|Prof. Dr. Konrad Wegener – ETH Zurich||Dr. Eberhard Alles – TUC Chemnitz||Prof. Dr. Thomas Otto – Fraunhofer Enas|
Industrie 4.0 (Industry 4.0) is a key high-tech manufacturing initiative introduced in 2011 by the German Federal Government. Industry 4.0 “is a term applied to a group of rapid transformations in the design, manufacture, operation and service of manufacturing systems and products.” This initiative encourages manufacturers of all sizes to achieve efficiencies in maintenance, operations, and energy savings. Cyber-physical systems with sensors are among the key digital technologies that are leveraged in Industry 4.0.
Another major focus of Industry 4.0 is mining the data or information generated by the assets and applying real-time analytics to predict, for instance, failures in maintaining assets. With connected devices and assets, Industry 4.0 envisions active monitoring of data generated by the entire supply and value chain as a way of managing logistics and enacting real-time controls.
We could define Industry 4.0 as the digital transformation of manufacturing, leveraging third platform technologies, such as Big Data/Analytics and innovation accelerators, such as the (Industrial) Internet of Things IOT, and enabling the convergence of IT (Information Technology), OT (Operational Technology), robotics, data and manufacturing processes to realize connected factories, smart decentralized manufacturing and the digital supply chain in the information-driven cyber-physical environment of the fourth industrial revolution.
The following features of Industrie 4.0 should be implemented:
Horizontal integration through value networks
End-to-end digital integration of engineering across the entire value chain
Vertical integration and networked manufacturing systems.
Standardization and reference architecture: Industrie 4.0 will involve networking and integration of several different companies through value networks.
Managing complex systems: Products and manufacturing systems are becoming more and more complex. Appropriate planning and explanatory models can provide a basis for managing this growing complexity.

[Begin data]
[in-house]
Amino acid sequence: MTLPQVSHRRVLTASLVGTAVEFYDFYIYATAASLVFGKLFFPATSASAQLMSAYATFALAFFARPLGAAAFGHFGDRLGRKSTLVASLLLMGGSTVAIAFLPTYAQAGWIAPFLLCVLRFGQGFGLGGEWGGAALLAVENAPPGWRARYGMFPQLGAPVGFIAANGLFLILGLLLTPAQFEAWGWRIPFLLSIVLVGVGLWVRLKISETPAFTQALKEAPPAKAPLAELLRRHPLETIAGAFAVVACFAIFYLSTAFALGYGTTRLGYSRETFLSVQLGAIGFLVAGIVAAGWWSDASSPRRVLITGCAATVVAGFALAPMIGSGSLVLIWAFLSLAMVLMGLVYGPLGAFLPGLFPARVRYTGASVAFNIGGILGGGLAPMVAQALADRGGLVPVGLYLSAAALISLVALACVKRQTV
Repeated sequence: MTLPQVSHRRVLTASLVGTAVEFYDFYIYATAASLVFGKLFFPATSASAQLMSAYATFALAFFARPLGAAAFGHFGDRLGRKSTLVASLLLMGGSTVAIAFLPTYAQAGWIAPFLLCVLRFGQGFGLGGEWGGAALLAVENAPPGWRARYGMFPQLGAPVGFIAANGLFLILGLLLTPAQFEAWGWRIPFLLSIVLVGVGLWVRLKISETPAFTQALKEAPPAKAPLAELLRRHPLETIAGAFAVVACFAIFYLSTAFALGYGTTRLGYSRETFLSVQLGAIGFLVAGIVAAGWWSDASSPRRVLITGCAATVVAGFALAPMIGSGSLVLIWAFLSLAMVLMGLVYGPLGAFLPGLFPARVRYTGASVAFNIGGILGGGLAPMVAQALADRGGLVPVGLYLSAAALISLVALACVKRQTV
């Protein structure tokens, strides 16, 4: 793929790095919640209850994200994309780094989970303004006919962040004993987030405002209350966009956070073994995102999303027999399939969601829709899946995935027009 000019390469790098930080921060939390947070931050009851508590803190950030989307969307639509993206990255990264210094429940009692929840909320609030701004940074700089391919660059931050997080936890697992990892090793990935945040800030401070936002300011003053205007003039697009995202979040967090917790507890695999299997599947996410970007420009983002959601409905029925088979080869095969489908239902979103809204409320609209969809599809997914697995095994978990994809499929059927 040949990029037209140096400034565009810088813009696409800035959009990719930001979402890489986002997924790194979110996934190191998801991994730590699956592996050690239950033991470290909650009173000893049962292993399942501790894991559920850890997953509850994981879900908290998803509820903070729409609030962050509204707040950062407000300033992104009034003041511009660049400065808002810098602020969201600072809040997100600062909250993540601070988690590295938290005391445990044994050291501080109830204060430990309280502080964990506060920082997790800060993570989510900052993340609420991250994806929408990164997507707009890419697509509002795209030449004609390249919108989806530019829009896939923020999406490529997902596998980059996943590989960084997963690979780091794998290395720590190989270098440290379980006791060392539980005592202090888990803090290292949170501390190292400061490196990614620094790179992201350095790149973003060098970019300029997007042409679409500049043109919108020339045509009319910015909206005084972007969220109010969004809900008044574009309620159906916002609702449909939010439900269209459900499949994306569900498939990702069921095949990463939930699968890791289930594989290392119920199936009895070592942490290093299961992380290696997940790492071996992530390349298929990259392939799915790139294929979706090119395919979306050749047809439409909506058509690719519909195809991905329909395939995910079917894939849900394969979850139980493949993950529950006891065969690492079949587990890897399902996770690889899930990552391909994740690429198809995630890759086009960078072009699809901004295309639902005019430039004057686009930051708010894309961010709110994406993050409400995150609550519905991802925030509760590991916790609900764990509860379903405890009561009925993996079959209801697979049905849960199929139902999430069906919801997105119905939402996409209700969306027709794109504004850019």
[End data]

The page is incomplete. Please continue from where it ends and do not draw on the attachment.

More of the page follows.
A comprehensive broadband infrastructure for industry: Reliable, comprehensive and high-quality communication networks are a key requirement for Industrie 4.0. Broadband Internet infrastructure therefore needs to be expanded on a massive local and national scale.
Safety and security: Safety and security are both critical to the success of smart manufacturing systems. It is important to ensure that production facilities and the products themselves do not pose a danger either to people or to the environment.
Work organisation and design: In smart factories, the role of employees will change significantly. Increasingly real-time oriented control will transform work content, work processes and the working environment
Training and continuing professional development: Industrie 4.0 will radically transform workers’ job and competence profiles. It will therefore be necessary to implement appropriate training strategies and to organise work in a way that fosters learning, enabling lifelong learning and workplace-based CPD.
Regulatory framework: Whilst the new manufacturing processes and horizontal business networks found in Industrie 4.0 will need to comply with the law, existing legislation will also need to be adapted to take account of new innovations. The challenges include the protection of corporate data, liability issues, handling of personal data and trade restrictions.
Resource efficiency: Quite apart from the high costs, manufacturing industry’s consumption of large amounts of raw materials and energy also poses a number of threats to the environment and security of supply. Industrie 4.0 will deliver gains in resource productivity and efficiency.
Man and labour
Business – and strategy examples
How to handle the data-overflow
Standards and interoperability
Medium sized businesses and users
Best practice cases, etc.